The yes campaign looks solidly on track to win the fiscal treaty referendum, according to the latest opinion poll.
It indicates the yes side has garnered marginally more momentum over the course of the campaign than the no side.
The poll shows 39% of respondents intend to vote yes, an increase of nine points since the corres-ponding poll in the series five weeks ago, while 30% of respondents say they will be voting no, up seven points.
The yes side will be taking nothing for granted, as 31% of respondents say they are still undecided as the campaign enters its final stages ahead of polling day on Thursday.
Were a large number of undecideds to swing against the treaty at the last moment, the referendum could be defeated.
Nonetheless, it will come as a relief to the Government that there has been no dramatic swing from the yes side to no side over the course of the campaign, as there was during the first Lisbon Treaty referendum in 2008.
The poll was conducted by Ipsos MRBI for The Irish Times.
When undecideds were stripped out, the yes side were on 57% and the no side were on 43%.
The poll was conducted this week among a sample of 1,000 voters across the 43 constituencies. It has a margin of error of plus or minus 3%.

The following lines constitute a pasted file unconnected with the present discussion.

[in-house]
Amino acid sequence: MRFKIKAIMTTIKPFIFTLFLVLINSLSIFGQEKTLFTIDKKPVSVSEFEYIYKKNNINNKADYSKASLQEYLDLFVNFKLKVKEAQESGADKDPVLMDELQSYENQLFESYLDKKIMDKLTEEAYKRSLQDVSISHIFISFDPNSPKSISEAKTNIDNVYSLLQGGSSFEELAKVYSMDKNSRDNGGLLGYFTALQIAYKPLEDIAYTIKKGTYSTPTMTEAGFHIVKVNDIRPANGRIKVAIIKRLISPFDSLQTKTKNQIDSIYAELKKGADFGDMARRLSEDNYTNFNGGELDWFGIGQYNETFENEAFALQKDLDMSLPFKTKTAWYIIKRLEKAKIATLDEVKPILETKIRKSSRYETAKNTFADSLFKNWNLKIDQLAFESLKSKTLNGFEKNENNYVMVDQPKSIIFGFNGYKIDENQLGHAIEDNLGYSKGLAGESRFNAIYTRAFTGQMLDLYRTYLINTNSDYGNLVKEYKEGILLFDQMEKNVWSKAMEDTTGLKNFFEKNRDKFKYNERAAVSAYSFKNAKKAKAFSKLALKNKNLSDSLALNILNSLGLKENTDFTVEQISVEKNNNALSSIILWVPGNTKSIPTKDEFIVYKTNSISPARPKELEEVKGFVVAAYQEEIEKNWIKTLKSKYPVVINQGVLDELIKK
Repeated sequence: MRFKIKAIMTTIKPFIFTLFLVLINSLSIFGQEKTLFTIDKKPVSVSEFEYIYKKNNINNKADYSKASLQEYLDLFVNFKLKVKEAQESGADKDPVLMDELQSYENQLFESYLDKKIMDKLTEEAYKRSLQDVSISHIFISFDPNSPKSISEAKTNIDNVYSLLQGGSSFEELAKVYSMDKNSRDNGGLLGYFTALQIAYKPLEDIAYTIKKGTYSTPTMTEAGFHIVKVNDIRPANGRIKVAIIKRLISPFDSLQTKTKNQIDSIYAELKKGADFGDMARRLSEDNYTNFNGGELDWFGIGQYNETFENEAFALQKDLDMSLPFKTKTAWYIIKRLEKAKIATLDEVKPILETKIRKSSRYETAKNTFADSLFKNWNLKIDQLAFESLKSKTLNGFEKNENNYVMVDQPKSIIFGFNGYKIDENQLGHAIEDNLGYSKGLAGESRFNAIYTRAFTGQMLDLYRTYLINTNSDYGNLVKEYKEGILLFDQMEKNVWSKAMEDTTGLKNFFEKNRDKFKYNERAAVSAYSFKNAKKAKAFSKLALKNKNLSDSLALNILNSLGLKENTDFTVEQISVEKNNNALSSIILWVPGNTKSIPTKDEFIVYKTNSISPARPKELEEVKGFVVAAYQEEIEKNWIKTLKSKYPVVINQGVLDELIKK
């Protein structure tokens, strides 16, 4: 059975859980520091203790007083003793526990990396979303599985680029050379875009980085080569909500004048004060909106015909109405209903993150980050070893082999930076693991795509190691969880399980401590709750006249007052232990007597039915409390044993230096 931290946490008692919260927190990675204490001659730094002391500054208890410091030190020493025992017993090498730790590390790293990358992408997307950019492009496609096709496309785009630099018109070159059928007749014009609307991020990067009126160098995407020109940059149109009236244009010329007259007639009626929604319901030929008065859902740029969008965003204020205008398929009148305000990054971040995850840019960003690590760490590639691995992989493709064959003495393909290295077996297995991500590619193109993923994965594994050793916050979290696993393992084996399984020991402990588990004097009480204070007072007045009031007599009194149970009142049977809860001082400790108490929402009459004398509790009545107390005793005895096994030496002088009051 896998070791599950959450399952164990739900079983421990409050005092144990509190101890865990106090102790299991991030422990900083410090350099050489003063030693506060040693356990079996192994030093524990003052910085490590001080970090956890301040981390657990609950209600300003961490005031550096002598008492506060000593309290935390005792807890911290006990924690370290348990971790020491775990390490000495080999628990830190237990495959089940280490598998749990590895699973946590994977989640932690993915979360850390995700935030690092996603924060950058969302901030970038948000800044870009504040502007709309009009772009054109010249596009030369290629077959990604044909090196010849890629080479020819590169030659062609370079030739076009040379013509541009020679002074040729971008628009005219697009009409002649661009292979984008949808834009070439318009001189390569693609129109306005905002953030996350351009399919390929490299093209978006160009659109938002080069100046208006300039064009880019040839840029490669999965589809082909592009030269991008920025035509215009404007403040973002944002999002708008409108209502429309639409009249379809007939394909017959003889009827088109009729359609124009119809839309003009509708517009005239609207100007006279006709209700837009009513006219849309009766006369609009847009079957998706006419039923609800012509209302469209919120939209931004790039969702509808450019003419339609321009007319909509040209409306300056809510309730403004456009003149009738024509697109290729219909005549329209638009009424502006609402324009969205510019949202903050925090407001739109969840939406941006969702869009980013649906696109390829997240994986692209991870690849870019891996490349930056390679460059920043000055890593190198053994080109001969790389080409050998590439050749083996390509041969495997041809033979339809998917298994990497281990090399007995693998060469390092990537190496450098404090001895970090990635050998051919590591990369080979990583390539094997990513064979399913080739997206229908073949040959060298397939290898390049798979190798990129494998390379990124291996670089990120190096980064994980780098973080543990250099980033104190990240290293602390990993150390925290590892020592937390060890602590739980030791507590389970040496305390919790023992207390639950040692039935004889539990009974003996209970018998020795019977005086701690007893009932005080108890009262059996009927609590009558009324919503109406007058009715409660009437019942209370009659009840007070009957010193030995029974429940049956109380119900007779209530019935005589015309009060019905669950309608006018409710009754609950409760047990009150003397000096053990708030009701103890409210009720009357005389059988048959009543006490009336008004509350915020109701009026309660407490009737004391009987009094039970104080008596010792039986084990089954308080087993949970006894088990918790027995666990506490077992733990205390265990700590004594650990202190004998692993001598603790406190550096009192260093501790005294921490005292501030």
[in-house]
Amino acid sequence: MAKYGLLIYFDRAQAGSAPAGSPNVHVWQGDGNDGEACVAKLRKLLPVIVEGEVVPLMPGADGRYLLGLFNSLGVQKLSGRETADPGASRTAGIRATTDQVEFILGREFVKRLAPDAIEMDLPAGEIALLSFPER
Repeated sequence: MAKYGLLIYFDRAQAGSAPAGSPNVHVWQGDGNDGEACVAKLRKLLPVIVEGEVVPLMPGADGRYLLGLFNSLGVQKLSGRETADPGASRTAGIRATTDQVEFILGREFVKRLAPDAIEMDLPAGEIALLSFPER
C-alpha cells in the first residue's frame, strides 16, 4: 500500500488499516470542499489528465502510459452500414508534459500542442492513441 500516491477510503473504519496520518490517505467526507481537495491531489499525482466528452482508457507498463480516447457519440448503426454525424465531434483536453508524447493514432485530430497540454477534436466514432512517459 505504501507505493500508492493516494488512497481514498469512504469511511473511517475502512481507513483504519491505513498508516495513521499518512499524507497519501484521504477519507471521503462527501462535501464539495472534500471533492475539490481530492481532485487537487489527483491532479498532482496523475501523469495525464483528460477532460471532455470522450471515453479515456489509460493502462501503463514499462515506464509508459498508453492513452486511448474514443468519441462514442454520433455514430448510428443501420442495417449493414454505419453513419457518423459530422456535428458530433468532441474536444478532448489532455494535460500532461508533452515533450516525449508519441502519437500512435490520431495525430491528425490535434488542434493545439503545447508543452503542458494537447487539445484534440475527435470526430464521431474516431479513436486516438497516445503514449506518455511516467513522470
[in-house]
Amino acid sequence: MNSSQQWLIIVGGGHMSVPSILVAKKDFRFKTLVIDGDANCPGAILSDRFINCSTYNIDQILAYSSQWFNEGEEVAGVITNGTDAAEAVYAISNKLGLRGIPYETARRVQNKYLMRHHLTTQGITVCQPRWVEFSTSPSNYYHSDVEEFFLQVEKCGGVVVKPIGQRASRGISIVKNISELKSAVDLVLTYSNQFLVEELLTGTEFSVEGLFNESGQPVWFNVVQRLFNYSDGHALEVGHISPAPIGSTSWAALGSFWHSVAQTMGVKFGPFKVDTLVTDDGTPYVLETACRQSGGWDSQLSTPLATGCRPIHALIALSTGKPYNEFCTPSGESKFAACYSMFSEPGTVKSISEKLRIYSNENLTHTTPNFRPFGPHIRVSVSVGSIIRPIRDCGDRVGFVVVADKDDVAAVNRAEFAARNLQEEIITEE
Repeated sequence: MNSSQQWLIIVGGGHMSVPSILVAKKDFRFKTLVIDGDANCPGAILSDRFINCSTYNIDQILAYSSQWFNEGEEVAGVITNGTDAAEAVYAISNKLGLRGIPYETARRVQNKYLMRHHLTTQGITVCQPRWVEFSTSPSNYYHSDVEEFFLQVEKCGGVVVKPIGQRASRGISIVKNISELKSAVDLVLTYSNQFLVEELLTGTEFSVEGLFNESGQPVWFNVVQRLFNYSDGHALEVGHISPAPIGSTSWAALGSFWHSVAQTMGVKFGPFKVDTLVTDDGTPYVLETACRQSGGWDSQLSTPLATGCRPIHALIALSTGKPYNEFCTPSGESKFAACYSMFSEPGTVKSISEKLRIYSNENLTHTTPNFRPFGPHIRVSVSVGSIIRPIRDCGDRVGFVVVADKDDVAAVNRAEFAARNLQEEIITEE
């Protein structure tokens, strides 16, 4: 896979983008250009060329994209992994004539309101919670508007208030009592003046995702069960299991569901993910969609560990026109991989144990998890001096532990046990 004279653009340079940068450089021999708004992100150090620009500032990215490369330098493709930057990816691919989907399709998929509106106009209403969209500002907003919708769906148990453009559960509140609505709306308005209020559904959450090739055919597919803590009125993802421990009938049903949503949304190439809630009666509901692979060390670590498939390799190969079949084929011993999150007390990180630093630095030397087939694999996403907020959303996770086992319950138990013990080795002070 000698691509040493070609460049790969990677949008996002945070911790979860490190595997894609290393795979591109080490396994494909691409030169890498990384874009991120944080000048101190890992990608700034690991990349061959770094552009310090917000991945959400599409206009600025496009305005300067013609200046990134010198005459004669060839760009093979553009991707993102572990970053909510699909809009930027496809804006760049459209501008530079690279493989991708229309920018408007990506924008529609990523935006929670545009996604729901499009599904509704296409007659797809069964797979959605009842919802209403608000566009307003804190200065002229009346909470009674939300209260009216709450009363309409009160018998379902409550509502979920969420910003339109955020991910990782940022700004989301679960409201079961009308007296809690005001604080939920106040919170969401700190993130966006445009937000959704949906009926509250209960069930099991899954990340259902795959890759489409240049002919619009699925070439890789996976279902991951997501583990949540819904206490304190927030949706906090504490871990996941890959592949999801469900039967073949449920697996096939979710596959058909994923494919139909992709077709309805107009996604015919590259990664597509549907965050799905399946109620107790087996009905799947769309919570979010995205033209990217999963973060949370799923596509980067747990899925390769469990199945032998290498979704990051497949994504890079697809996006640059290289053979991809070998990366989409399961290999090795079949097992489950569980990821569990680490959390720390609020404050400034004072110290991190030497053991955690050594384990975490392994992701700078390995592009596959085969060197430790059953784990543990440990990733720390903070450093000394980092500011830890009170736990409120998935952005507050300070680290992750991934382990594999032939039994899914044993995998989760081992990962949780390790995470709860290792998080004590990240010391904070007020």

Fine Gael supporters are the most likely to back the treaty. Some 74% of Fine Gael supporters say they will vote yes, with just 8% planning to vote no.
Some 46% of Labour supporters say they will vote yes and 29% no, while 50% of Fianna Fáil voters say they will vote yes and 23% no.
On the no side, 66% of Sinn Féin supporters say they will oppose the treaty, with 13% saying they will vote yes.
Meanwhile, President Michael D Higgins has called on young people to vote next week.
“I think they should, whatever their opinion is,” he said. “I have changed my own vote up here from Galway so that I make sure that I will be voting. I would encourage young people to vote. Young people are not apathetic.”
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